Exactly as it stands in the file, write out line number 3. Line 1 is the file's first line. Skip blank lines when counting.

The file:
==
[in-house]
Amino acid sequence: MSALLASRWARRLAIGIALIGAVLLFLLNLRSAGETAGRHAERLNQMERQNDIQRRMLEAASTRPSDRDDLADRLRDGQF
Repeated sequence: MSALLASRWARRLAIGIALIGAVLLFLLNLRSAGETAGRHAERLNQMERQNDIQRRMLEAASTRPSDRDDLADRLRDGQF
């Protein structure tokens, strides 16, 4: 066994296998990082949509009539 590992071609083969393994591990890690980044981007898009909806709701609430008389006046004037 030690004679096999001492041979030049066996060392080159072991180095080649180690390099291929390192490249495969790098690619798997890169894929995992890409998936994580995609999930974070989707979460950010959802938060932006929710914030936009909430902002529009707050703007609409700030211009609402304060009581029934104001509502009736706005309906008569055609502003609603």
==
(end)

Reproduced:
Repeated sequence: MSALLASRWARRLAIGIALIGAVLLFLLNLRSAGETAGRHAERLNQMERQNDIQRRMLEAASTRPSDRDDLADRLRDGQF